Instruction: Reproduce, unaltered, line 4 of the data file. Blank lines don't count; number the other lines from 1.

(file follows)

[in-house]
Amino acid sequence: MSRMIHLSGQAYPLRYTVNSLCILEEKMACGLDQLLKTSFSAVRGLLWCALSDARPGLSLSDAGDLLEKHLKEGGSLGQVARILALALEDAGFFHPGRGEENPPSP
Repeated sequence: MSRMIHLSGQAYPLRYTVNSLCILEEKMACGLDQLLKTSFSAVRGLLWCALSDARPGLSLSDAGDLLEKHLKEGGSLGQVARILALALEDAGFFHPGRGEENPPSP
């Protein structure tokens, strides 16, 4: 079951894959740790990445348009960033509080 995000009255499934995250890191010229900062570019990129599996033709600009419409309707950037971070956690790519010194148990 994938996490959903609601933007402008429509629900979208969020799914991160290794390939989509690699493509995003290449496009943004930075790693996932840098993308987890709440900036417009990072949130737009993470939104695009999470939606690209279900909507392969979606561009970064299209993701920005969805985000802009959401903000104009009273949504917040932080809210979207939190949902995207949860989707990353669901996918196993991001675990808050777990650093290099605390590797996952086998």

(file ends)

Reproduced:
């Protein structure tokens, strides 16, 4: 079951894959740790990445348009960033509080 995000009255499934995250890191010229900062570019990129599996033709600009419409309707950037971070956690790519010194148990 994938996490959903609601933007402008429509629900979208969020799914991160290794390939989509690699493509995003290449496009943004930075790693996932840098993308987890709440900036417009990072949130737009993470939104695009999470939606690209279900909507392969979606561009970064299209993701920005969805985000802009959401903000104009009273949504917040932080809210979207939190949902995207949860989707990353669901996918196993991001675990808050777990650093290099605390590797996952086998």